I’ve lived in California and South Africa as well as sailing around Australia (whilst I was circumnavigating in Orinoco Flo) and I’ve driven across this country 3 times in cars costing from $50 to $200. But it is no pose to say that a great wave at Freshwater or Compton, for being so rare and beautiful and for its almost bizarre context and improbability remains as much of a thrill in my memory as any waves I have surfed around the world. And I do suffer a small nostalgia for Sid and the boys and girls, who so wisely and happily continued to make the lovely Island their home. I have a friend in Western Australia, Glyn Kernick (and his wife), who was also an early (and conscientious) member of the IW Surf Club and may be able to help you with pictures and memories.

I built Orinoco Flo with a heroic small crew of surfers whom I did not pay. (Even at £10 an hour, 15,000 man-hours was going to break the project!) I did what I could with caravans and work-for-dole projects and whatever it took. But they were all champs. I’ll spell out the money for you one time but be quite certain that, when I sold Midnight Hour for £35,000 it was less than 1/6th of what was going to be needed. God is Good and I knew none of this before I started and (Allah be Praised) never employed an accountant who may well have made discouraging noises. I started her in 1992. I had built a less technical 35’ catamaran; Midnight Hour in the late 1980’s mostly alone, although a surfer from Sandown, Pete Singleton, came down from his job in London as a despatch rider to help every other weekend. The object was always to get to surf, though of course the boat building travelled under the guise of “commercial enterprises” but no-one was deceived, least of all the first ex-wife who moaned fairly constantly. With Midnight Hour I spent a year in the Canaries chartering, mostly to surfers before going round the Atlantic and selling her to a Welshman. We had good access to Isla Lobos off Fuerteventura. It’s essentially just a volcano with a brilliant lava bottom right point break peeling down the west side. One South African described it as, “more fun than Jeffrey’s.” I’d agree with that. I lived at Jeffrey’s Bay for 6 months in about 1975 having gone there by boat from Western Australia. A Newquay surfer, “Moby” (David Patience), travelled with me. I had met him in Newquay when I was at the Britannia Royal Naval College at Dartmouth after my midshipman’s year. But I didn’t know him very well at that time. After the winter in Jeffrey’s we cycled about 1000k to Cape Town, mostly along the Garden Route, but also via some inland areas like Oudtshoorn where (if I remember right) ostriches are bred. We made some good mountain passes like the Outeniqueberge and the famous (for being a bastard) Schwartberg Pass.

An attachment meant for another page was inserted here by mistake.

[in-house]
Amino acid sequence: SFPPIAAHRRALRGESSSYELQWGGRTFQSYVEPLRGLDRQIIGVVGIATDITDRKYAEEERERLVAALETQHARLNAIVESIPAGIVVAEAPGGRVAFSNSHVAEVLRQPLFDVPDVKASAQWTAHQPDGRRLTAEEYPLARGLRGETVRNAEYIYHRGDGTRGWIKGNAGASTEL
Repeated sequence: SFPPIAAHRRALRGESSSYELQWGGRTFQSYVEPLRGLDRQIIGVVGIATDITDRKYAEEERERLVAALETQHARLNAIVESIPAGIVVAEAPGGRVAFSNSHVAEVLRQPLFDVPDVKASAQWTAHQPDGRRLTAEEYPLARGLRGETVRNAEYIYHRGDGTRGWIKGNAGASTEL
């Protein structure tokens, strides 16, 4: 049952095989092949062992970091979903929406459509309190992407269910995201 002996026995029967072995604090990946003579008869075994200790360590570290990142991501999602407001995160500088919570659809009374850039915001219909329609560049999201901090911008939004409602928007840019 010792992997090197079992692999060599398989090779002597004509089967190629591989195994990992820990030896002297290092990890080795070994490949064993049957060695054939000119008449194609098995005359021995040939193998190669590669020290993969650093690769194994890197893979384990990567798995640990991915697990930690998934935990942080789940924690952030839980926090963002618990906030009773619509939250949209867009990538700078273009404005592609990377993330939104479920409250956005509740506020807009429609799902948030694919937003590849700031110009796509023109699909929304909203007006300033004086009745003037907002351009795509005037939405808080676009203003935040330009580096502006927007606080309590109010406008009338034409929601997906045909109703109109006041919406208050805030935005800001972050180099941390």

I finished an Honours in well, all sorts of things like The Romantic Poets (Distinction! eh?), Shakespeare, The Enlightenment, Modern Art and Modernism and so on and so forth. Yes, it was done at about double the Open University usual speed. This degree was the counterbalance I needed after being battery-reared in the sciences to further my lost career in the services. The Navy took me to South Africa and South America where I had started to surf and that was the rest was my life. Not the one my parents imagined or wished for.